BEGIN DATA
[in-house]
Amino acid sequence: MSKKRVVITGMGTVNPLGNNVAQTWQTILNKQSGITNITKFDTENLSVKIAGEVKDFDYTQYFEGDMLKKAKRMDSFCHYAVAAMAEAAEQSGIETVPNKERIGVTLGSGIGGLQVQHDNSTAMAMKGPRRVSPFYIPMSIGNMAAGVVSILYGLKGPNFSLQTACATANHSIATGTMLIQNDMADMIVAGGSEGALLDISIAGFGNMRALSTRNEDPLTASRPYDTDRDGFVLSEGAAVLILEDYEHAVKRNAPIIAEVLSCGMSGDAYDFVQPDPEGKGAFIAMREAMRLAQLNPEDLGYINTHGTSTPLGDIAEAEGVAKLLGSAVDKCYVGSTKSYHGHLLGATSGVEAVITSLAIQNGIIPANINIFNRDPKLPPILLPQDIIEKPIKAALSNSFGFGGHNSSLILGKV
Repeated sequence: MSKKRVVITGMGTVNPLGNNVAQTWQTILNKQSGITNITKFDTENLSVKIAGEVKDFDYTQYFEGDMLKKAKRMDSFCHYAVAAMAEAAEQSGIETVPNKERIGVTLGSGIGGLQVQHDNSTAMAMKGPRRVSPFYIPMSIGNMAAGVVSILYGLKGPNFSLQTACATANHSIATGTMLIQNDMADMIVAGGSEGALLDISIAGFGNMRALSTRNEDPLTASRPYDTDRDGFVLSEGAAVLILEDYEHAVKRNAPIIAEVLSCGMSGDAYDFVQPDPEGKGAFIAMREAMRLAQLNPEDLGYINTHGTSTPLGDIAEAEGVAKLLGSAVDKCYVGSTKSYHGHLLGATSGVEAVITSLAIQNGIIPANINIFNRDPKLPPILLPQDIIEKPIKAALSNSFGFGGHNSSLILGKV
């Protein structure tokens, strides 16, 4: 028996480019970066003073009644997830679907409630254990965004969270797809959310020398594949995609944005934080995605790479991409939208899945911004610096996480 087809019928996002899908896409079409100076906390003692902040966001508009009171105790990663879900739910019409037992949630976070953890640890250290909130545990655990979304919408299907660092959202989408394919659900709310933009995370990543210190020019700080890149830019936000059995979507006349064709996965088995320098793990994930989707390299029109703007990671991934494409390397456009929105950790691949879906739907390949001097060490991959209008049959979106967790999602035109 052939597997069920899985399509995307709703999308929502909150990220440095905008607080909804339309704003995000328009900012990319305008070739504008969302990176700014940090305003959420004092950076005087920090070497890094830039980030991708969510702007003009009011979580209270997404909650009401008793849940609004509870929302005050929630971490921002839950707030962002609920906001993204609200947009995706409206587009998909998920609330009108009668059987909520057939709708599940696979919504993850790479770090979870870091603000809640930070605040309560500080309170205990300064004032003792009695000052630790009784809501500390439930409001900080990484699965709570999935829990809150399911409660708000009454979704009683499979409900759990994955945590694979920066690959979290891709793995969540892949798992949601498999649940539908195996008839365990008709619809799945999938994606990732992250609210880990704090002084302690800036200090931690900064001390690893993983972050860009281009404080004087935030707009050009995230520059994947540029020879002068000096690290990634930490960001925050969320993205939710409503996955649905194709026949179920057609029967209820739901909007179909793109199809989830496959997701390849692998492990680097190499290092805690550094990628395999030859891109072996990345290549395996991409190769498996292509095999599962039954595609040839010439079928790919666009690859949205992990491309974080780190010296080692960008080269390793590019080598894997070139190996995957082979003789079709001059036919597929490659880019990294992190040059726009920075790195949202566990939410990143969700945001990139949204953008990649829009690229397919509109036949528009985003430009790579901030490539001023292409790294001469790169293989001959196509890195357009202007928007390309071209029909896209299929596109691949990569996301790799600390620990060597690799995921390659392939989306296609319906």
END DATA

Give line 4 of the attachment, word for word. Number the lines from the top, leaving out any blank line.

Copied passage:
């Protein structure tokens, strides 16, 4: 028996480019970066003073009644997830679907409630254990965004969270797809959310020398594949995609944005934080995605790479991409939208899945911004610096996480 087809019928996002899908896409079409100076906390003692902040966001508009009171105790990663879900739910019409037992949630976070953890640890250290909130545990655990979304919408299907660092959202989408394919659900709310933009995370990543210190020019700080890149830019936000059995979507006349064709996965088995320098793990994930989707390299029109703007990671991934494409390397456009929105950790691949879906739907390949001097060490991959209008049959979106967790999602035109 052939597997069920899985399509995307709703999308929502909150990220440095905008607080909804339309704003995000328009900012990319305008070739504008969302990176700014940090305003959420004092950076005087920090070497890094830039980030991708969510702007003009009011979580209270997404909650009401008793849940609004509870929302005050929630971490921002839950707030962002609920906001993204609200947009995706409206587009998909998920609330009108009668059987909520057939709708599940696979919504993850790479770090979870870091603000809640930070605040309560500080309170205990300064004032003792009695000052630790009784809501500390439930409001900080990484699965709570999935829990809150399911409660708000009454979704009683499979409900759990994955945590694979920066690959979290891709793995969540892949798992949601498999649940539908195996008839365990008709619809799945999938994606990732992250609210880990704090002084302690800036200090931690900064001390690893993983972050860009281009404080004087935030707009050009995230520059994947540029020879002068000096690290990634930490960001925050969320993205939710409503996955649905194709026949179920057609029967209820739901909007179909793109199809989830496959997701390849692998492990680097190499290092805690550094990628395999030859891109072996990345290549395996991409190769498996292509095999599962039954595609040839010439079928790919666009690859949205992990491309974080780190010296080692960008080269390793590019080598894997070139190996995957082979003789079709001059036919597929490659880019990294992190040059726009920075790195949202566990939410990143969700945001990139949204953008990649829009690229397919509109036949528009985003430009790579901030490539001023292409790294001469790169293989001959196509890195357009202007928007390309071209029909896209299929596109691949990569996301790799600390620990060597690799995921390659392939989306296609319906």